Sissily sat on the wet cardboard box, flattened against the cement sidewalk. The sun was just starting to go down behind the grocery story building on the corner. She waited for the last dump of food for the day, her chubby legs crossed at the ankles, and a half smoked cigarette butt in her hand that she found on a walk through the park. Now she waited for Ernie. Ernie owned the grocery store. He always kept the good stuff for the end of the day, because he knew she was waiting in the alley for scraps to make a meal.
Sissily didn’t always sit on sidewalks and wait for food. She used to work, hard, at the coffee shop down the street. She cleaned the floors at the back, made them spotless, proud of the shine they had when she was finished, until that day.
“What’s this?” she took the envelope Carlos gave her with a chapped red hand.
“I don’t know,” was all he said, but she knew that he did know. Carlos did the hiring and firing, though he always laughed and said, “don’t shoot the messenger” in a thick Spanish accent. She tore the envelope with her teeth, and pulled the letter from inside. “Services no longer required.” That’s the line that stuck out. Ten years of her life spent the same, every morning, and then again late at night. Mopping, cleaning. And now, they all of a sudden didn’t need her anymore.
Sissily heard Ernie open the back door, clanging the tin lids. He always made extra noise so she’d know when to check. Every now and then, he set aside fresh bread, or apples, or sometimes a cake with the frosting just added. When the door closed behind him, Sissily got up off the cardboard and made her way toward the garbage cans.
“Hey,” she heard from behind her. “Where you headed old lady?” The voice was young, high, the sound of a boy. She turned to look and as she did, felt a sharp sudden pain on the side of her head. The next thing she knew, she lay awake on the ground, staring up at a dark sky. She raised herself slowly from the ground, rubbing the spot that throbbed now, pulsing pain through her whole body. Sissily dragged herself over to the side of the building and leaned against the cold brick of the wall. “Why Lord?” was all she said, over and over again, pale lips moving slowly to form the words.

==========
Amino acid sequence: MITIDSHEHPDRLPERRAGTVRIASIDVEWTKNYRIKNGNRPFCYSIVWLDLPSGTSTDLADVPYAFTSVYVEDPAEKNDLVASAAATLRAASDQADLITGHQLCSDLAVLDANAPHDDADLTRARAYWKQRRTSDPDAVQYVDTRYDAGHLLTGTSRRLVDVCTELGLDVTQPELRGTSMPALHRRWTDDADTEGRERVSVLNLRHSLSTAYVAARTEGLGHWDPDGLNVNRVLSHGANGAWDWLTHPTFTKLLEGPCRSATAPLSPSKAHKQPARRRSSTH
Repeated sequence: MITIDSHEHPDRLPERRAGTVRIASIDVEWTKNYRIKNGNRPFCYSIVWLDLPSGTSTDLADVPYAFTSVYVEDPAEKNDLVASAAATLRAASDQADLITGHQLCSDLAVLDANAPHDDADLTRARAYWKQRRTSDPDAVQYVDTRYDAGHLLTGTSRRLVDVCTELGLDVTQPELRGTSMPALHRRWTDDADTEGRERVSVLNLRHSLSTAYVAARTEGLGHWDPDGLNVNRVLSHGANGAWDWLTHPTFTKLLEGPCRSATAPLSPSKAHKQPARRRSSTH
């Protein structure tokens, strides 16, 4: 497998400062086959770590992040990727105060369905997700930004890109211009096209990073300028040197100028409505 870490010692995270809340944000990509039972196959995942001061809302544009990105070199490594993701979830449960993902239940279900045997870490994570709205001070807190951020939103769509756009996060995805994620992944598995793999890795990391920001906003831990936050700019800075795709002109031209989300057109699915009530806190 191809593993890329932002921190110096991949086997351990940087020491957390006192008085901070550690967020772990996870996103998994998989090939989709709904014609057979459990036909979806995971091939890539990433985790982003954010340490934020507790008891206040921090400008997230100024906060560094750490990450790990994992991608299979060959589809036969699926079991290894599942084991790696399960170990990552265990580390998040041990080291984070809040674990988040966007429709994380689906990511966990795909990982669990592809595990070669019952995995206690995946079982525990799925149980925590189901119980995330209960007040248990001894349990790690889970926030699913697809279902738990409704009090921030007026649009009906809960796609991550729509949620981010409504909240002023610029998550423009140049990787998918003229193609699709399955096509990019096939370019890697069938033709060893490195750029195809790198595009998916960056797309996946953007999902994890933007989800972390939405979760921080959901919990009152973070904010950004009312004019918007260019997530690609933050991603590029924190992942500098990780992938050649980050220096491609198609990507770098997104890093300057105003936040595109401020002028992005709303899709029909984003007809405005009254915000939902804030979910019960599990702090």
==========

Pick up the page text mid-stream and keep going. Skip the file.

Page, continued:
Later that day, she managed to make her way to the park across the street. She lay on the bench and let the sun warm her body. People walked by her and no one said a word. They knew Sissily. They knew some of the other street people. And for the most part, let them be.
“Hey lady,” a police officer knelt down beside her. “You gotta move ma’am. C’mon now, you can’t lay here all day.” He gave her a playful poke in the side, but she didn’t respond.
“Hey lady, c’mon now, get up.” He pushed against her to help her sit upright. But still no movement.
Sissily opened her eyes to see light coming in from a window. She felt the cool white of sheets around her skin, and an actual bed was holding her body in such comfort. Her eyes focused on a white figure beside her bed. “Time for your medication.” She spoke with a soft voice. The glass in her hand held cool clean water. Sissily took the pills and swallowed the water as if it were the best of wines.
“How did I get here?” she asked the question, her eyes darting around the room, searching for a little bit of memory.
“You’re fine to go home today,” the nurse said. “The doctor will clear you soon.”
Sissily sat again on the flattened cardboard, legs crossed at her ankles, and waited again for Ernie. This wasn’t the life she planned. But it was the life she could live. Her eyes kept closer watch now on the events around her, and a dull bladed kitchen knife from the hospital tray lay tucked in her waistband.
She listened to the clang of the garbage can lids as Ernie filled them up. This wasn’t the life she planned. But for now it would have to do.
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